Rockville, MD (PRWEB) October 15, 2013
The Child Life Council (CLC) today announced a request for proposals for a study entitled "The Effectiveness of the Modality of Play for Hospitalized Children: Child Life Services Clinical Play Interventions." The total grant award will not exceed $40,000.
The proposed evidence-based study is anticipated to conduct and present research regarding the impact of pediatric patient care as a result of receiving clinical child life services play interventions. All play modalities may be submitted for consideration. Preference will be given to studies that link interventions to economic value associated with the care provided. The goal of this study is to provide critically necessary data related to both the effectiveness of the modality of play and the cost effectiveness of child life services because of their use of play techniques. Top consideration will be given to studies that are most likely to be published in a peer-reviewed journal and have administrative cost policy implications and relevance.
CLC is the premier North American membership association for child life specialists, serving more than 5,100 child life professionals, educators, students, and others interested in the psychosocial care of children. As members of comprehensive quality multidisciplinary health care teams, today’s Certified Child Life Specialists (CCLS) are trained to meet the needs of pediatric patients through various modalities of play, procedural preparation, distraction, and creative expression.
In 2011, the Child Life Council created a strategic plan for the years 2012 to 2014. The strategic plan identified a core focus of promoting the effectiveness and credibility of the profession through evidence-based research that advances the theory and practice of child life services. The goal of any study to be funded by CLC is to create evidence-based research that examines a causal link between therapeutic child life services and their value within a pediatric patient hospital setting. In 2012, the Child Life Council awarded its first $50,000 research grant for submissions under the title, "The Effectiveness of the Modality of Play on Recovery for Hospitalized Children" to Children’s National Medical Center in Washington, DC for their proposal, "The Economic Value of a Child Life Program for non-sedated MRI Imaging." Study results are anticipated to be available in 2014.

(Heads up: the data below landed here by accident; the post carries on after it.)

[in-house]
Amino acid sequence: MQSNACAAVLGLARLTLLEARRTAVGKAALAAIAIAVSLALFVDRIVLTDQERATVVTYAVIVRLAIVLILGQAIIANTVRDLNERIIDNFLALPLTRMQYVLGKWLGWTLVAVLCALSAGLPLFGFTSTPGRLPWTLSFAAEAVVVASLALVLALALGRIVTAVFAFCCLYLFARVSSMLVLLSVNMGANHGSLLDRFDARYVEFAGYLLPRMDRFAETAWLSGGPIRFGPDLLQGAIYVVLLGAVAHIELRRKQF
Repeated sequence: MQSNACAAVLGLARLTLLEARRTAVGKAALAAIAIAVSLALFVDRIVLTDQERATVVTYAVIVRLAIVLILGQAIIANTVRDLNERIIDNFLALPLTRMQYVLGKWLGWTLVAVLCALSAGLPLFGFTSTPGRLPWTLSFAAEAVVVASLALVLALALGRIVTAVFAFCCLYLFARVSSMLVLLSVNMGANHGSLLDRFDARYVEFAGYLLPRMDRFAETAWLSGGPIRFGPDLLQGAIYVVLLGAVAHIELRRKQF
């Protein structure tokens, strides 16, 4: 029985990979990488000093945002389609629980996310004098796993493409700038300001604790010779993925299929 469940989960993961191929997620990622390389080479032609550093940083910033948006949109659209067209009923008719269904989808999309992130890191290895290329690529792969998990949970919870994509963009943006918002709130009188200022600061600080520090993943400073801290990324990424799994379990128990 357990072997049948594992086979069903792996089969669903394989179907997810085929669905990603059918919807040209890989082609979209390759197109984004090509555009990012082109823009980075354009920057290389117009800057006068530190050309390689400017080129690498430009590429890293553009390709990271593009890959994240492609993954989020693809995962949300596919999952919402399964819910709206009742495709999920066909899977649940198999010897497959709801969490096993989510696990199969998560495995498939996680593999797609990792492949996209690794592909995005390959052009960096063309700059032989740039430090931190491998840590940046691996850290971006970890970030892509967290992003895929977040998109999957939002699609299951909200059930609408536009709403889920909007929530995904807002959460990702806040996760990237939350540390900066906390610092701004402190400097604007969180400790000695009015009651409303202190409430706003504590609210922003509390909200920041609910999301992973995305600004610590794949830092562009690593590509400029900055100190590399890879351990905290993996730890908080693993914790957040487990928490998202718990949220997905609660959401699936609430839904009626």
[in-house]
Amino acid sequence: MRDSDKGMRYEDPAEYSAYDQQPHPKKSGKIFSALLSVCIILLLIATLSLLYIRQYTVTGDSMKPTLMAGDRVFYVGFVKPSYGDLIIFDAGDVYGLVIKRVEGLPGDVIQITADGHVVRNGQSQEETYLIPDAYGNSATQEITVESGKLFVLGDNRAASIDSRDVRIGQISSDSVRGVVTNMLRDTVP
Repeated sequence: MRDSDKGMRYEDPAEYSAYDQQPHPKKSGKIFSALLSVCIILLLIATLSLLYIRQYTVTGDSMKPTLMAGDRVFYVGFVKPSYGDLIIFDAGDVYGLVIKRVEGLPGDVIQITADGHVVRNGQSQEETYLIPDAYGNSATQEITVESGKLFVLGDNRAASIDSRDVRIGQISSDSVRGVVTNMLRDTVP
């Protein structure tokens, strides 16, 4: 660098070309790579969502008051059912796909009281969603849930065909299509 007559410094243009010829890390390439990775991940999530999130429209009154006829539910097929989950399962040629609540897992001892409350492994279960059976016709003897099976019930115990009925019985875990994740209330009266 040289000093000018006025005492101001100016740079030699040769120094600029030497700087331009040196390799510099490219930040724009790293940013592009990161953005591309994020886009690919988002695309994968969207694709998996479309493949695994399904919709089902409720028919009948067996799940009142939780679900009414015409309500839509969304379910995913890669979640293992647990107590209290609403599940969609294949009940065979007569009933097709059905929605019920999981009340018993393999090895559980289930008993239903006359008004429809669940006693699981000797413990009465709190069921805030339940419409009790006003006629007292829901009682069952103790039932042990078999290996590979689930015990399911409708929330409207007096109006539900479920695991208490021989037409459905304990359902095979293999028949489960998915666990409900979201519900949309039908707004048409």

“As a part of our 'Advancing the Field of Play for Hospitalized Children Initiative - Year 2' grant and through this RFP specifically, the Child Life Council is taking critical steps to build on current anecdotal evidence of the effectiveness of clinical play interventions within child life services,” said Dennis Reynolds, executive director of CLC.
Experts in the field of pediatric health care have long acknowledged the value of child life specialists and their contributions to quality care for patients. In its Policy Statement on Child Life Services (2006, reaffirmed 2012), the American Academy of Pediatrics asserted that child life services are essential, adding that, “…the provision of such services is a quality benchmark of an integrated child health delivery system and an indicator of excellence in pediatric care.” While there is some existing evidence and ample anecdotal support from medical practitioners that child life services help to contain hospital costs, additional research is still needed.
This research grant is a strategic component of the more encompassing "Advancing the Field of Play for Hospitalized Children Initiative," which has been designed to elevate the field of child life and the practice of play in health care settings. For more information about CLC’s strategic initiatives and "The Effectiveness of the Modality of Play for Hospitalized Children" research study, visit the CLC website at http://www.childlife.org/Support%20CLC/InitiativeSpotlight.cfm. Specific inquiries from potential principle investigators regarding the research study should be sent to research(at)childife(dot)org.
About the Child Life Council
The Child Life Council (CLC) is the leading membership association supporting child life professionals as they empower children and families to master challenging events related to health care. Founded as a nonprofit organization in 1982, CLC provides members with professional development programs, resources, and networking opportunities, and advances best practices. Membership is currently comprised of more than 5,100 individuals in nearly 500 hospitals and other organizations worldwide. Our members include child life specialists, child life assistants, university educators and students, hospital administrators and staff, and others involved in the psychosocial care of children. More information on CLC and the child life profession is available at http://www.childlife.org.